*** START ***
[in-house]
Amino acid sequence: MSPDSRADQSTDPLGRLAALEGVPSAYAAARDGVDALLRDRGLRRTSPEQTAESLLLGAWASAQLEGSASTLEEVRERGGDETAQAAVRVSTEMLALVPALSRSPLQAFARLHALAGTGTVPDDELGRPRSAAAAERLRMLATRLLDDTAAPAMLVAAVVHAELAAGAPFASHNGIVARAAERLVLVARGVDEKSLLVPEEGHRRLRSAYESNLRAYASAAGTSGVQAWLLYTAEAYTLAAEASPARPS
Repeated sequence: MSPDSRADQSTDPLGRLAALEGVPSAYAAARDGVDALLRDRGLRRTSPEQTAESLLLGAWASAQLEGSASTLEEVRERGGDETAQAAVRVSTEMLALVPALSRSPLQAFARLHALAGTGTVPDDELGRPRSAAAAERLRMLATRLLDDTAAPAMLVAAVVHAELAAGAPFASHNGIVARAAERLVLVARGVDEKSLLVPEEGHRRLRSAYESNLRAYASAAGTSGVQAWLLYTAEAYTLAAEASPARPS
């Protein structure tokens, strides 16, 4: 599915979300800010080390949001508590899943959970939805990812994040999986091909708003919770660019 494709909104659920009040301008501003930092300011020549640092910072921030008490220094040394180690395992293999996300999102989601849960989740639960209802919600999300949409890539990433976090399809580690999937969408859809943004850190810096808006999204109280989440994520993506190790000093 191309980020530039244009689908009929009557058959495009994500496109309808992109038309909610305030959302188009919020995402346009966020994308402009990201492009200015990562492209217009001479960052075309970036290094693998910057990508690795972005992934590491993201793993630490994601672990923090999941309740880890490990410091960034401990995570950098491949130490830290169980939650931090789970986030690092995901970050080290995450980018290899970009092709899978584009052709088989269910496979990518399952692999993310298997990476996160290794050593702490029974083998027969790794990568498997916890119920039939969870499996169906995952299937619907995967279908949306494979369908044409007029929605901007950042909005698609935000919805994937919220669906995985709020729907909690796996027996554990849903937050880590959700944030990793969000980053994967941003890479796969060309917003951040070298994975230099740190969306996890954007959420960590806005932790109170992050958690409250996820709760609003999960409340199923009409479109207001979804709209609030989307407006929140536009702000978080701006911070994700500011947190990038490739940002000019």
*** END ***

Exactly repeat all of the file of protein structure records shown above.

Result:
[in-house]
Amino acid sequence: MSPDSRADQSTDPLGRLAALEGVPSAYAAARDGVDALLRDRGLRRTSPEQTAESLLLGAWASAQLEGSASTLEEVRERGGDETAQAAVRVSTEMLALVPALSRSPLQAFARLHALAGTGTVPDDELGRPRSAAAAERLRMLATRLLDDTAAPAMLVAAVVHAELAAGAPFASHNGIVARAAERLVLVARGVDEKSLLVPEEGHRRLRSAYESNLRAYASAAGTSGVQAWLLYTAEAYTLAAEASPARPS
Repeated sequence: MSPDSRADQSTDPLGRLAALEGVPSAYAAARDGVDALLRDRGLRRTSPEQTAESLLLGAWASAQLEGSASTLEEVRERGGDETAQAAVRVSTEMLALVPALSRSPLQAFARLHALAGTGTVPDDELGRPRSAAAAERLRMLATRLLDDTAAPAMLVAAVVHAELAAGAPFASHNGIVARAAERLVLVARGVDEKSLLVPEEGHRRLRSAYESNLRAYASAAGTSGVQAWLLYTAEAYTLAAEASPARPS
């Protein structure tokens, strides 16, 4: 599915979300800010080390949001508590899943959970939805990812994040999986091909708003919770660019 494709909104659920009040301008501003930092300011020549640092910072921030008490220094040394180690395992293999996300999102989601849960989740639960209802919600999300949409890539990433976090399809580690999937969408859809943004850190810096808006999204109280989440994520993506190790000093 191309980020530039244009689908009929009557058959495009994500496109309808992109038309909610305030959302188009919020995402346009966020994308402009990201492009200015990562492209217009001479960052075309970036290094693998910057990508690795972005992934590491993201793993630490994601672990923090999941309740880890490990410091960034401990995570950098491949130490830290169980939650931090789970986030690092995901970050080290995450980018290899970009092709899978584009052709088989269910496979990518399952692999993310298997990476996160290794050593702490029974083998027969790794990568498997916890119920039939969870499996169906995952299937619907995967279908949306494979369908044409007029929605901007950042909005698609935000919805994937919220669906995985709020729907909690796996027996554990849903937050880590959700944030990793969000980053994967941003890479796969060309917003951040070298994975230099740190969306996890954007959420960590806005932790109170992050958690409250996820709760609003999960409340199923009409479109207001979804709209609030989307407006929140536009702000978080701006911070994700500011947190990038490739940002000019």